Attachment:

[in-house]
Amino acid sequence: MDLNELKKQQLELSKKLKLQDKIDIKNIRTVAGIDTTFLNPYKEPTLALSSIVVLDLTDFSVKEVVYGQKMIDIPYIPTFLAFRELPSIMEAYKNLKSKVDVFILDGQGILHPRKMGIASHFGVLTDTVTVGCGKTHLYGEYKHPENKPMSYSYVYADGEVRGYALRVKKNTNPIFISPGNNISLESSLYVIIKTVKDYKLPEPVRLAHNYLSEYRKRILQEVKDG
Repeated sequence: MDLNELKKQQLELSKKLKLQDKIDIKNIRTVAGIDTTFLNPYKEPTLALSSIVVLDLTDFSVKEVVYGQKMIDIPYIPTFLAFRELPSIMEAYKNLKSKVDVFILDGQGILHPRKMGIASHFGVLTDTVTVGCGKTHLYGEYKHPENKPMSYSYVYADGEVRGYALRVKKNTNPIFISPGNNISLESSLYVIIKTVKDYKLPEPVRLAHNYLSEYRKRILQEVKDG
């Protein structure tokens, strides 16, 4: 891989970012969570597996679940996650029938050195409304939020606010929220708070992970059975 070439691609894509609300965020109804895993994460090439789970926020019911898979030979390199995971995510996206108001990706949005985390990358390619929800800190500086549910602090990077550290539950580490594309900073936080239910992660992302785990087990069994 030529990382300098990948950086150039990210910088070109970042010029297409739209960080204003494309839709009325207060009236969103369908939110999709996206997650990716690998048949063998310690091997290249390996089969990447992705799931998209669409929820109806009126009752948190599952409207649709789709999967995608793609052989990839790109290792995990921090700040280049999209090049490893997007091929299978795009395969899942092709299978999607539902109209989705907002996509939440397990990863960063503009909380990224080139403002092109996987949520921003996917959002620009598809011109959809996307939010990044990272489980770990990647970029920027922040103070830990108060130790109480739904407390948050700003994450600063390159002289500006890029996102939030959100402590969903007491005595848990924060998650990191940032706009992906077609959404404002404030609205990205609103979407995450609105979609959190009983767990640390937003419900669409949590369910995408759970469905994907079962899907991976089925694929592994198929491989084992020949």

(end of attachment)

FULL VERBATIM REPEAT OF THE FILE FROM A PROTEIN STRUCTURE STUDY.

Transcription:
[in-house]
Amino acid sequence: MDLNELKKQQLELSKKLKLQDKIDIKNIRTVAGIDTTFLNPYKEPTLALSSIVVLDLTDFSVKEVVYGQKMIDIPYIPTFLAFRELPSIMEAYKNLKSKVDVFILDGQGILHPRKMGIASHFGVLTDTVTVGCGKTHLYGEYKHPENKPMSYSYVYADGEVRGYALRVKKNTNPIFISPGNNISLESSLYVIIKTVKDYKLPEPVRLAHNYLSEYRKRILQEVKDG
Repeated sequence: MDLNELKKQQLELSKKLKLQDKIDIKNIRTVAGIDTTFLNPYKEPTLALSSIVVLDLTDFSVKEVVYGQKMIDIPYIPTFLAFRELPSIMEAYKNLKSKVDVFILDGQGILHPRKMGIASHFGVLTDTVTVGCGKTHLYGEYKHPENKPMSYSYVYADGEVRGYALRVKKNTNPIFISPGNNISLESSLYVIIKTVKDYKLPEPVRLAHNYLSEYRKRILQEVKDG
């Protein structure tokens, strides 16, 4: 891989970012969570597996679940996650029938050195409304939020606010929220708070992970059975 070439691609894509609300965020109804895993994460090439789970926020019911898979030979390199995971995510996206108001990706949005985390990358390619929800800190500086549910602090990077550290539950580490594309900073936080239910992660992302785990087990069994 030529990382300098990948950086150039990210910088070109970042010029297409739209960080204003494309839709009325207060009236969103369908939110999709996206997650990716690998048949063998310690091997290249390996089969990447992705799931998209669409929820109806009126009752948190599952409207649709789709999967995608793609052989990839790109290792995990921090700040280049999209090049490893997007091929299978795009395969899942092709299978999607539902109209989705907002996509939440397990990863960063503009909380990224080139403002092109996987949520921003996917959002620009598809011109959809996307939010990044990272489980770990990647970029920027922040103070830990108060130790109480739904407390948050700003994450600063390159002289500006890029996102939030959100402590969903007491005595848990924060998650990191940032706009992906077609959404404002404030609205990205609103979407995450609105979609959190009983767990640390937003419900669409949590369910995408759970469905994907079962899907991976089925694929592994198929491989084992020949």